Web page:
Mervyn Manford Peever, resident of Williams Lake since 1977, collapsed suddenly at Raven Lake on March 1, 2003, as he was leaving an afternoon of ice fishing with his grandson, Sammy.
Mervyn was born in Commanda, Ontario on August 21, 1930 to James Thomas Wellington Peever and Annie Jane Peever. Mervyn was the ninth child in a family of eight boys and four girls.
Mervyn first came to Winnipeg in the spring of 1951 to help his brother move. He spent about a month in Winnipeg where he met his future wife, then went back to the family farm to help until harvest was completed. Upon his return to Winnipeg he found work as an apprentice mechanic.
He married Joyce Doreen Krueger on October 18, 1952. Together they attended Apostolic Bible Institute in St. Paul Minnesota, graduating in June of 1956. After that, Mervyn and Joyce lived in various towns in Manitoba with their family growing to eight children along the way.
Mervyn, Joyce and their children lived in Flin Flon, Manitoba from 1961 to 1974. Mervyn worked for Hudson Bay Mining and Smelting but his main focus was missionary work among the Cree people of northern Saskatchewan and Manitoba. The places almost most travelled to were Amisk Lake, Pelican Narrows, and Sturgeon Landing.
Canadian Bible Society donated Cree Bibles and songbooks. These were written in both syllabary print and Cree using our alphabet. These were very much appreciated, especially by the older people, as the younger people were schooled in English. Mervyn acquired a Bozak Power Toboggan to help in the mission work. It is now housed in the Flin Flon museum.
The family moved to Prince George in 1974, and then to Williams Lake in 1977, where they began the Voice of Pentecost Church.
Mervyn began working for BC Rail upon his arrival in Prince George and continued until his retirement in 1995. On October 20, 1993, Mervyn’s crew was returning to Williams Lake from Prince when they were notified of a three-year-old girl lost from a home bordering the tracks at Red Rock. Meryn, as trainman, was in the engine with Ron Anderson, the engineer. Warren Weseen and Russ Moffat were in the caboose. As they were coming around a downhill curve, they spotted Keely lying between the tracks. Keely climbed over the rail and sat down. Ron spiked the brakes and thrust the gears into reverse. Realizing the train could not stop in time, Mervyn ran down the engine steps and leaped off the train, snatching Keely to safety. Mervyn won the Award of Valour for an exemplary act of bravery in perilous circumstances. The Governor General, in Ottawa, presented him with a Medal of Bravery. Various additional ceremonies and honours followed.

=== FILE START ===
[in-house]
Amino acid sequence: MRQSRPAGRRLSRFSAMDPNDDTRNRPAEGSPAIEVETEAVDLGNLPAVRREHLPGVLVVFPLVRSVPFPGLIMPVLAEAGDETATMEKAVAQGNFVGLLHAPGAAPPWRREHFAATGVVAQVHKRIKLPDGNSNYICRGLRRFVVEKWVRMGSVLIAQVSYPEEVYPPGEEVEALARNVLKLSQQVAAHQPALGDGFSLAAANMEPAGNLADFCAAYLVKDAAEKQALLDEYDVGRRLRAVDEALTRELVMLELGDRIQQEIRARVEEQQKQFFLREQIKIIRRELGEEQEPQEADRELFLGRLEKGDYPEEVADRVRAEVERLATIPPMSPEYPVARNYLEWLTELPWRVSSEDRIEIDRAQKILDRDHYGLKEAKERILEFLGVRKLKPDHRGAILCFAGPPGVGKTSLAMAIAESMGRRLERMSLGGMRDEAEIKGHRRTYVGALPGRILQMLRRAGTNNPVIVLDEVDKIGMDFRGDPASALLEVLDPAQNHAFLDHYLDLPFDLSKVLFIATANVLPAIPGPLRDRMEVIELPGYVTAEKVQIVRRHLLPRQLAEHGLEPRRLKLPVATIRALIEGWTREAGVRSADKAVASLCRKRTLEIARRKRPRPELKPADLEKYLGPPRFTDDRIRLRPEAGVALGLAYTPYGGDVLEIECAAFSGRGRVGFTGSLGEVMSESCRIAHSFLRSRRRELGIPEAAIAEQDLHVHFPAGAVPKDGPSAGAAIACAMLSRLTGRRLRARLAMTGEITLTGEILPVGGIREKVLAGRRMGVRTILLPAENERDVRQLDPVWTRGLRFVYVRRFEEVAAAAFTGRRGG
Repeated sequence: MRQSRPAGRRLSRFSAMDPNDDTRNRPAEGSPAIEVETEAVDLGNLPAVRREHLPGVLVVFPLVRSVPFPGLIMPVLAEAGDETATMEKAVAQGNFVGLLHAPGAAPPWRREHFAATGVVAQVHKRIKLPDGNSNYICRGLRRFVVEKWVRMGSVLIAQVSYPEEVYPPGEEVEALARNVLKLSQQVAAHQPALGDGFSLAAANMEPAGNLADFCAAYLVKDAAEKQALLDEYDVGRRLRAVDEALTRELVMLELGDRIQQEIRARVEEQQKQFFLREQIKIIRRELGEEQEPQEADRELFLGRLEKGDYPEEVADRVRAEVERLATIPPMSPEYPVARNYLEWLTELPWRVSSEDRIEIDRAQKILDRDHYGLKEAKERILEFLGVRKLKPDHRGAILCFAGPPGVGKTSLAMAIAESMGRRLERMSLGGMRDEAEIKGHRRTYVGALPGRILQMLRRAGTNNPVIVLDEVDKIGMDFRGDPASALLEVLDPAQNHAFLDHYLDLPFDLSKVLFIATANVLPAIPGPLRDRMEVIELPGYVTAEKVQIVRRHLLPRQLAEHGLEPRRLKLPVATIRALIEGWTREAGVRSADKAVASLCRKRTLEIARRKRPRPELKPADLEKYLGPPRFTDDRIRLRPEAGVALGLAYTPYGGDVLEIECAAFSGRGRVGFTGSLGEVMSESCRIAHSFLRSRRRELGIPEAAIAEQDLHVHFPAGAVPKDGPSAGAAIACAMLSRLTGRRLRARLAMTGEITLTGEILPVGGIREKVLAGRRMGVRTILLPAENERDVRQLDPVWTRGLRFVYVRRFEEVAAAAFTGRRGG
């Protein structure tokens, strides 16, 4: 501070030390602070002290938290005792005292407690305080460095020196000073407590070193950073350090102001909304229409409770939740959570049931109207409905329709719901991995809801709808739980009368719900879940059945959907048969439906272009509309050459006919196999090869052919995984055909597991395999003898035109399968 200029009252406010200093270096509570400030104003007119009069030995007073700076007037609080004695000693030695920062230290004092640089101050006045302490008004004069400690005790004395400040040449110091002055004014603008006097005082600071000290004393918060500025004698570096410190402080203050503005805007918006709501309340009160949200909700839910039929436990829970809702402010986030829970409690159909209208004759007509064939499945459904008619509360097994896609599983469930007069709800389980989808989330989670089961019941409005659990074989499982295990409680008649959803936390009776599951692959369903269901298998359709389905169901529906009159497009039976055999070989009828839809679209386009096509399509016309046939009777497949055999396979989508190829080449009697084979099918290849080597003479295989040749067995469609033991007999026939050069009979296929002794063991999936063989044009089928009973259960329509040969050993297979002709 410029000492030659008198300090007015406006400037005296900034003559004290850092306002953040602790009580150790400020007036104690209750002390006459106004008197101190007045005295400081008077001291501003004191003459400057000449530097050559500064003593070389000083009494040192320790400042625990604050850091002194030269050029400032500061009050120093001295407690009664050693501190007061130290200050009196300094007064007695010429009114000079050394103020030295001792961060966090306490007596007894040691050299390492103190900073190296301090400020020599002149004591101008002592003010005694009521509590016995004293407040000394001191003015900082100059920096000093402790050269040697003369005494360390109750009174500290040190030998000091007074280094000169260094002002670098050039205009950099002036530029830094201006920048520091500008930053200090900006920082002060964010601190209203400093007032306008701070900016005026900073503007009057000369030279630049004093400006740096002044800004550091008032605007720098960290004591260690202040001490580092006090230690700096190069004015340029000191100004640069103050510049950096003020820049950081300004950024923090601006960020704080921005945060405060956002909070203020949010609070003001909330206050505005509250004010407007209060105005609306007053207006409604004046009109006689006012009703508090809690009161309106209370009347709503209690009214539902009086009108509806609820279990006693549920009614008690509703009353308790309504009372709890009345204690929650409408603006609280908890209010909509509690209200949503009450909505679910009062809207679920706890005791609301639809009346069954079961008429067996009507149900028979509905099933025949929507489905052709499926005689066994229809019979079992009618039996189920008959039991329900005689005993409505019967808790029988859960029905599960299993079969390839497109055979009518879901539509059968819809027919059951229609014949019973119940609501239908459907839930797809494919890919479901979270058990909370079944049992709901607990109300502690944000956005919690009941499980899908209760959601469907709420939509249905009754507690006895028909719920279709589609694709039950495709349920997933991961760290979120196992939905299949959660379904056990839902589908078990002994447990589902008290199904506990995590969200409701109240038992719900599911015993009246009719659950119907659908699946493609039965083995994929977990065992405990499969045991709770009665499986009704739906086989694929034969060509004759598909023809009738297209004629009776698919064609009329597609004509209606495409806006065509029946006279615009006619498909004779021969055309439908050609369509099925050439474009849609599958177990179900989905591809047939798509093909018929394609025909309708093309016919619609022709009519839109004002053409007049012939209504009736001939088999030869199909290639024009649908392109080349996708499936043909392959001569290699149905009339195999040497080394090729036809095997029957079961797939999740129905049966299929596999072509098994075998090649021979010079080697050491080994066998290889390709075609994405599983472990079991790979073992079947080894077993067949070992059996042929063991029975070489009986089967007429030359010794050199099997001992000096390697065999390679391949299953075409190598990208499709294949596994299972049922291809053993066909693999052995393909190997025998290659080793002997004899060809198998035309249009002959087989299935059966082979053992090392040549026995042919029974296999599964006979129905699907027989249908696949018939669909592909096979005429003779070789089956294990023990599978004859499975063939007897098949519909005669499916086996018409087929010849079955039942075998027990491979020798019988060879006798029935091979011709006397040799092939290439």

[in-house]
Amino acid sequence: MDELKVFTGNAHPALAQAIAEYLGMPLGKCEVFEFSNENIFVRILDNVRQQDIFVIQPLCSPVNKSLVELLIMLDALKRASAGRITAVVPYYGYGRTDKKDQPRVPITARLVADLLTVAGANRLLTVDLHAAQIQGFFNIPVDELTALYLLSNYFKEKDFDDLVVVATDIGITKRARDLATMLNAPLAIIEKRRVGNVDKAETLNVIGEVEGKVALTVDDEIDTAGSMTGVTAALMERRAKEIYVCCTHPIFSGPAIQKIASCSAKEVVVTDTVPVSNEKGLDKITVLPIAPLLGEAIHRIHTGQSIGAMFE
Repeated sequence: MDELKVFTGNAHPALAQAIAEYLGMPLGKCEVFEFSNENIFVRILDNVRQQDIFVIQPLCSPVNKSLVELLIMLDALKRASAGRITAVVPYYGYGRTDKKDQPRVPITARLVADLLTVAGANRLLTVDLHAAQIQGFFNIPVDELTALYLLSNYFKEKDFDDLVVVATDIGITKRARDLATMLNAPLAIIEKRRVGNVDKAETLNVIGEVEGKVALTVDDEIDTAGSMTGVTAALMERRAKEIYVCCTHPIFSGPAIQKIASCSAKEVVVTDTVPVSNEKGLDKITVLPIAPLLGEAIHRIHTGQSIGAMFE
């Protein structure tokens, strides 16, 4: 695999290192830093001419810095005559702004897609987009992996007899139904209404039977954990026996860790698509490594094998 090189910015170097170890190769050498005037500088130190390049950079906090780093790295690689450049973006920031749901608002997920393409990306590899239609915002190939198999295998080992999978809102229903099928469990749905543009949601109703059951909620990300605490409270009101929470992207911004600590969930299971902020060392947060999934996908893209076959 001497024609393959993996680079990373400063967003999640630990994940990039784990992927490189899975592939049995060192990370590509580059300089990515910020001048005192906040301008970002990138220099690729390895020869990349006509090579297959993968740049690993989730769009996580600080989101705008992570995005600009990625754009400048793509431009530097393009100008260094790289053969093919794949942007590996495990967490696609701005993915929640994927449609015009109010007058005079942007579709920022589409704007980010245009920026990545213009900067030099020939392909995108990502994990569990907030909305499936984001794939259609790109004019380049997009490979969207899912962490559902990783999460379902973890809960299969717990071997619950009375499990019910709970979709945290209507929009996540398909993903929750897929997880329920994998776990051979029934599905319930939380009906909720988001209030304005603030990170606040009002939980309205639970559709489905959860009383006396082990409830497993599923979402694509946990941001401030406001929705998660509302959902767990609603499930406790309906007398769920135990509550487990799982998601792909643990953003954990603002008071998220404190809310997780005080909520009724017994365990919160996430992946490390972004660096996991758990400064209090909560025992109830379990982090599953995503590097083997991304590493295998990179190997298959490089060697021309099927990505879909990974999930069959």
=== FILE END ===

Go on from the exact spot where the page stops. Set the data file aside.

Throughout his life Mervyn was an avid outdoorsman, passing on his enjoyment of hunting and fishing to his children and grandchildren. It was this passion that took Mervyn and grandson Sammy to Raven lake on the last day of his life. They had looked forward to this trip all winter and left home in high spirits. The afternoon was enjoyed and considered a success as two fish were caught. Mervyn collapsed as they were walking toward the truck to return home.
Mervyn is predeceased by his parents James and Annie; and by three brothers, Preston, Gerald, and Carl. He is survived by four brothers Rea, Lloyd, Howard, and Archie; and also by four sisters Lillian, Edna, June, and Thelma. Mervyn is also survived by his wife Joyce Doreen Peever (nee Krueger) and all of his children: Susan, Curtis, Gwen, Carl, James, David, Rosalie, and Fred and their families.
The funeral took place on March 7, 2003 at 11 a.m. with interment at Williams Lake Cemetery. We extend thanks to Compassionate Care Funerals for the arrangements, to Calvary Church for generously hosting the funeral, and to Voice of Pentecost for officiating. Thank you also to all whom contributed in time, compassion, prayers, food, and flowers. To all that came from far and near, we thank you for coming to commemorate the life of Mervyn Peever with us.
The family of Mervyn Peever